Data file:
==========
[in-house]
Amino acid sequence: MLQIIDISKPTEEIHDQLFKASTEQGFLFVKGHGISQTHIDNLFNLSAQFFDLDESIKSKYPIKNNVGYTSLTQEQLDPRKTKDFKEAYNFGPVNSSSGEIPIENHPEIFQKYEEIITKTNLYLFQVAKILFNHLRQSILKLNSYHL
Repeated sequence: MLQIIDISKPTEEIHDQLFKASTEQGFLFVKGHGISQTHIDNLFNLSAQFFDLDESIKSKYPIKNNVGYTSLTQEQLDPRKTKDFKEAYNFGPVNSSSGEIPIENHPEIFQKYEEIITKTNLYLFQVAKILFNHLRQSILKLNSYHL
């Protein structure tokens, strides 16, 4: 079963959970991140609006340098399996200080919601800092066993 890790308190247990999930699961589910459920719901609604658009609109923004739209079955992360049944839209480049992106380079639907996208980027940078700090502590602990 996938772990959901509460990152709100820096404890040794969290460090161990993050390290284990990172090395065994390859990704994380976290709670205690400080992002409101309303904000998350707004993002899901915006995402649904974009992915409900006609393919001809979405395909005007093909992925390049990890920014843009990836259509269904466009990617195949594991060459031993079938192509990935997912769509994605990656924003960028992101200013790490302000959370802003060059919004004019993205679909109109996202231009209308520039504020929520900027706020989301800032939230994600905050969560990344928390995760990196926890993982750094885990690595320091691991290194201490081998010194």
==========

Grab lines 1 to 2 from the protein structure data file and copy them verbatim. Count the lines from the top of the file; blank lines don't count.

[in-house]
Amino acid sequence: MLQIIDISKPTEEIHDQLFKASTEQGFLFVKGHGISQTHIDNLFNLSAQFFDLDESIKSKYPIKNNVGYTSLTQEQLDPRKTKDFKEAYNFGPVNSSSGEIPIENHPEIFQKYEEIITKTNLYLFQVAKILFNHLRQSILKLNSYHL